Coaching: John Fox has the Broncos playing loose and has plenty of his own playoff experience. But Bill Belichick is regarded as one of the best in NFL history for a reason. His defensive adjustments in the first meeting were a prime example of why he's destined for the Hall of Fame. EDGE: Patriots

Houston at Baltimore

Sunday, noon, at M&T Bank Stadium, Baltimore - TV: CBS.

When the Texans run the ball: The Ravens closed the regular season with the league's No. 2 run defense, while Houston had the league's second-ranked ground game. Strength on strength led to a good duel in the regular-season meeting, with the Texans averaging 3.7 yards per carry. Houston did rip off 188 rushing yards last week and must find that type of success early. EDGE: Texans

When the Texans pass the ball: Texans rookie QB T.J. Yates has never faced the likes of the Ravens' defense - much less in a playoff environment. He has shown poise and limited his mistakes through six career starts - but against the likes of Jacksonville, Atlanta, Cincinnati, Carolina, Indianapolis and Tennessee. The Ravens have the ability to put the clamps on Foster, force the game onto Yates' shoulder and make the rookie's life extremely difficult. EDGE: Ravens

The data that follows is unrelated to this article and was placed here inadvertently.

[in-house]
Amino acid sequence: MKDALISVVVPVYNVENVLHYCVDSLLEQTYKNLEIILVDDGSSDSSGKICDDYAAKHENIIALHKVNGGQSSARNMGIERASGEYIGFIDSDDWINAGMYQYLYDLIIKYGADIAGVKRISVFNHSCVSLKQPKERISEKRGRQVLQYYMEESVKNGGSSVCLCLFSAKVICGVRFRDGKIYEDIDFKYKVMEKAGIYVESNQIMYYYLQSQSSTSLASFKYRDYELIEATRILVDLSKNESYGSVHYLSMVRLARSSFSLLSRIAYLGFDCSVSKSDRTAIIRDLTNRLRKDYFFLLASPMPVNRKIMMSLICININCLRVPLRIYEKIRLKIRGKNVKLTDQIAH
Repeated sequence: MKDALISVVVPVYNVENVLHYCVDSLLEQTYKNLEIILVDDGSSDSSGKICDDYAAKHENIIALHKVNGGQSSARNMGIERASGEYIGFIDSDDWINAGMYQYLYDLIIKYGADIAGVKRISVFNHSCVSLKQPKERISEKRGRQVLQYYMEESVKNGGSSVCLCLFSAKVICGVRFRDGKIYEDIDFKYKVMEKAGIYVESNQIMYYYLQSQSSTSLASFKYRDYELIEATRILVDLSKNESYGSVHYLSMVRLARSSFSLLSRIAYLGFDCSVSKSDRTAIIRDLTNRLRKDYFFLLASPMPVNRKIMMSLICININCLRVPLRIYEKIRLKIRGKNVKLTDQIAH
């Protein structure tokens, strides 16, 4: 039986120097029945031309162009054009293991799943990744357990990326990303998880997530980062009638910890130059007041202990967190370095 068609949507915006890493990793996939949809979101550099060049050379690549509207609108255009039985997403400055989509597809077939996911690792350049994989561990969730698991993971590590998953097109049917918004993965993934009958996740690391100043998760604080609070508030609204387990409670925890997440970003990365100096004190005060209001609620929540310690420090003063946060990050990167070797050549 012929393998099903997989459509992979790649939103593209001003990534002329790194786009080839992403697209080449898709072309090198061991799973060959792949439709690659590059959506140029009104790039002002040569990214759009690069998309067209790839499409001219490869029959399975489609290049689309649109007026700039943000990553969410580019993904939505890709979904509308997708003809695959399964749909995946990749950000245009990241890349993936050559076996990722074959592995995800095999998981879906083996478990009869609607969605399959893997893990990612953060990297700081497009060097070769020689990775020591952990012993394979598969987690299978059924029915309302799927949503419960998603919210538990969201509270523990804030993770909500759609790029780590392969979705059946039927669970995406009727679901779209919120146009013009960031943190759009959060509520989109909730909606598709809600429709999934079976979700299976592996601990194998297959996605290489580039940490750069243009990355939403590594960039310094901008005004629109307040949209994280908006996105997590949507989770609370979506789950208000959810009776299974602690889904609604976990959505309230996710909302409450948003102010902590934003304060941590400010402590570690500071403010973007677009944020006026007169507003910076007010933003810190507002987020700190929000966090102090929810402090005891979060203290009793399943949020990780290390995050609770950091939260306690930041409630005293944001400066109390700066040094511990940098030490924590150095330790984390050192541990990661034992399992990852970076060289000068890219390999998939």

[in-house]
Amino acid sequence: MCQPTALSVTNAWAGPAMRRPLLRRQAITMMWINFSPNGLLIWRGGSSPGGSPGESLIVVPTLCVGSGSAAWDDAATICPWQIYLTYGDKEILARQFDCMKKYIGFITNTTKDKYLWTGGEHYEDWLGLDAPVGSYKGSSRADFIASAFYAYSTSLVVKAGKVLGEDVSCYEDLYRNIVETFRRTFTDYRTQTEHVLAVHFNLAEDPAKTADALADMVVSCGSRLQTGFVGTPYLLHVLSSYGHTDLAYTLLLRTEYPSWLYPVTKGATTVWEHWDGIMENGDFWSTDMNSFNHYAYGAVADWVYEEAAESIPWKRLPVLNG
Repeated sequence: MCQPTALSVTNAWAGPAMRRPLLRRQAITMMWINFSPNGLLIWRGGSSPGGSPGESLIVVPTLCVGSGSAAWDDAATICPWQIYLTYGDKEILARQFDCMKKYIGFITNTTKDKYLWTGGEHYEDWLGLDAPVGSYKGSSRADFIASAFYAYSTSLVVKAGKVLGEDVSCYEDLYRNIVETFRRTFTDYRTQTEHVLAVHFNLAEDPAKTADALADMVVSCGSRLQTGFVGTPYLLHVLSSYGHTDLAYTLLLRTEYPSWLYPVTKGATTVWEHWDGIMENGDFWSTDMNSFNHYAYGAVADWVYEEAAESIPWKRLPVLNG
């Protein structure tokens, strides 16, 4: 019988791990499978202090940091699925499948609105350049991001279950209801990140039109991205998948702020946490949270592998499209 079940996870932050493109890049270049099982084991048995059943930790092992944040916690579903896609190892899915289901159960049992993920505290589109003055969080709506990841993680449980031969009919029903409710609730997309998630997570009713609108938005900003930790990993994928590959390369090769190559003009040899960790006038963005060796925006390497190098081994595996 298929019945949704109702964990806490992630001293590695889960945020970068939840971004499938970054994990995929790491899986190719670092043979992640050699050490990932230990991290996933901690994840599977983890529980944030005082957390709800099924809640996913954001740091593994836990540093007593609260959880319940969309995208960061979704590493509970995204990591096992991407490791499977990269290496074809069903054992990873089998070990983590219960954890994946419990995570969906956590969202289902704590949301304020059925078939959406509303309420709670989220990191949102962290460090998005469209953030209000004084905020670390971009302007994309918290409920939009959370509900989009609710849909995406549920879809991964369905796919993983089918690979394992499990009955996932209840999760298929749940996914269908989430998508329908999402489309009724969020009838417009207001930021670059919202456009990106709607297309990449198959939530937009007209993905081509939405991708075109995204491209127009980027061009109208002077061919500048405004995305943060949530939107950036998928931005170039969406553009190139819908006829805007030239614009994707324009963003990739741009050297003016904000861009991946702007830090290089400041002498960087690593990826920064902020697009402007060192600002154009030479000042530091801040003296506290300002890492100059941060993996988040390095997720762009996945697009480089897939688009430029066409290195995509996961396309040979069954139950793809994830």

When the Ravens run the ball: This is where the Texans have to dominate in order to be competitive. RB Ray Rice racked up 159 total yards in Week 6 and his versatility can rob Houston of its strong upfield push. The Ravens' offensive line has continued to improve as the season progressed, with Rice averaging 5.3 yards per carry the past seven games. EDGE: Ravens